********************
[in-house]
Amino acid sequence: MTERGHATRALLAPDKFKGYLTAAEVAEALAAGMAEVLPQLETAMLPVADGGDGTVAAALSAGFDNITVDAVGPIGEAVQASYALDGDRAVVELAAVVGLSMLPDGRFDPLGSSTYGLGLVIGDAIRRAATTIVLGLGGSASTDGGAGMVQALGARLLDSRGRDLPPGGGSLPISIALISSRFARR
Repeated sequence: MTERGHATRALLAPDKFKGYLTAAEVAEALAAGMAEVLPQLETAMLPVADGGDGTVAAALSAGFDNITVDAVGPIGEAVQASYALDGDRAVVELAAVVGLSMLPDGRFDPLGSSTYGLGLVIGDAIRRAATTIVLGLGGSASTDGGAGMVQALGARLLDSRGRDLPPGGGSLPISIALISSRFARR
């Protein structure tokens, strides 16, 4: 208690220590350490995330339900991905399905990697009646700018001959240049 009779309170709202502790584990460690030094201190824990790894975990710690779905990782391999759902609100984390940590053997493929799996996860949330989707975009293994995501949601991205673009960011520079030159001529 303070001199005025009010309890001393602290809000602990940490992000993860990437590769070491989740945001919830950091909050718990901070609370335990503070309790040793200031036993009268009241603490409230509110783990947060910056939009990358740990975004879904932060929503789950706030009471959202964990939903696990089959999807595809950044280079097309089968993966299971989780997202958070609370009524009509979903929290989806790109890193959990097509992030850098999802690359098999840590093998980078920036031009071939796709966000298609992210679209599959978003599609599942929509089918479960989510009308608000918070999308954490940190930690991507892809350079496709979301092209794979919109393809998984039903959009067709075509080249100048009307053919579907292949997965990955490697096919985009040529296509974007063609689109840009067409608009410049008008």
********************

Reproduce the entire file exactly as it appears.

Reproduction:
[in-house]
Amino acid sequence: MTERGHATRALLAPDKFKGYLTAAEVAEALAAGMAEVLPQLETAMLPVADGGDGTVAAALSAGFDNITVDAVGPIGEAVQASYALDGDRAVVELAAVVGLSMLPDGRFDPLGSSTYGLGLVIGDAIRRAATTIVLGLGGSASTDGGAGMVQALGARLLDSRGRDLPPGGGSLPISIALISSRFARR
Repeated sequence: MTERGHATRALLAPDKFKGYLTAAEVAEALAAGMAEVLPQLETAMLPVADGGDGTVAAALSAGFDNITVDAVGPIGEAVQASYALDGDRAVVELAAVVGLSMLPDGRFDPLGSSTYGLGLVIGDAIRRAATTIVLGLGGSASTDGGAGMVQALGARLLDSRGRDLPPGGGSLPISIALISSRFARR
């Protein structure tokens, strides 16, 4: 208690220590350490995330339900991905399905990697009646700018001959240049 009779309170709202502790584990460690030094201190824990790894975990710690779905990782391999759902609100984390940590053997493929799996996860949330989707975009293994995501949601991205673009960011520079030159001529 303070001199005025009010309890001393602290809000602990940490992000993860990437590769070491989740945001919830950091909050718990901070609370335990503070309790040793200031036993009268009241603490409230509110783990947060910056939009990358740990975004879904932060929503789950706030009471959202964990939903696990089959999807595809950044280079097309089968993966299971989780997202958070609370009524009509979903929290989806790109890193959990097509992030850098999802690359098999840590093998980078920036031009071939796709966000298609992210679209599959978003599609599942929509089918479960989510009308608000918070999308954490940190930690991507892809350079496709979301092209794979919109393809998984039903959009067709075509080249100048009307053919579907292949997965990955490697096919985009040529296509974007063609689109840009067409608009410049008008």